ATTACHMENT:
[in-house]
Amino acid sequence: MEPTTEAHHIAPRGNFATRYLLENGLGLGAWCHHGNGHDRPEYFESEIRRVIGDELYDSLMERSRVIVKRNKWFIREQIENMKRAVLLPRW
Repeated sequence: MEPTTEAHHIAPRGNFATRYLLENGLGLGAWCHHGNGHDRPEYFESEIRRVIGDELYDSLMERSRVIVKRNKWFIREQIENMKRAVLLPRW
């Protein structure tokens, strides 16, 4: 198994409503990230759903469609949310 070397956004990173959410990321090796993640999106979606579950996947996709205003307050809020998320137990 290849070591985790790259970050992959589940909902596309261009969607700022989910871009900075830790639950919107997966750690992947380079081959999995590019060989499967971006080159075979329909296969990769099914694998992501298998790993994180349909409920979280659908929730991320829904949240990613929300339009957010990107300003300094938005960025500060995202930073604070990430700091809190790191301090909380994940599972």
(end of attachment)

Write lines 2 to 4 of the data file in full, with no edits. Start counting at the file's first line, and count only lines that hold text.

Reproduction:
Amino acid sequence: MEPTTEAHHIAPRGNFATRYLLENGLGLGAWCHHGNGHDRPEYFESEIRRVIGDELYDSLMERSRVIVKRNKWFIREQIENMKRAVLLPRW
Repeated sequence: MEPTTEAHHIAPRGNFATRYLLENGLGLGAWCHHGNGHDRPEYFESEIRRVIGDELYDSLMERSRVIVKRNKWFIREQIENMKRAVLLPRW
């Protein structure tokens, strides 16, 4: 198994409503990230759903469609949310 070397956004990173959410990321090796993640999106979606579950996947996709205003307050809020998320137990 290849070591985790790259970050992959589940909902596309261009969607700022989910871009900075830790639950919107997966750690992947380079081959999995590019060989499967971006080159075979329909296969990769099914694998992501298998790993994180349909409920979280659908929730991320829904949240990613929300339009957010990107300003300094938005960025500060995202930073604070990430700091809190790191301090909380994940599972």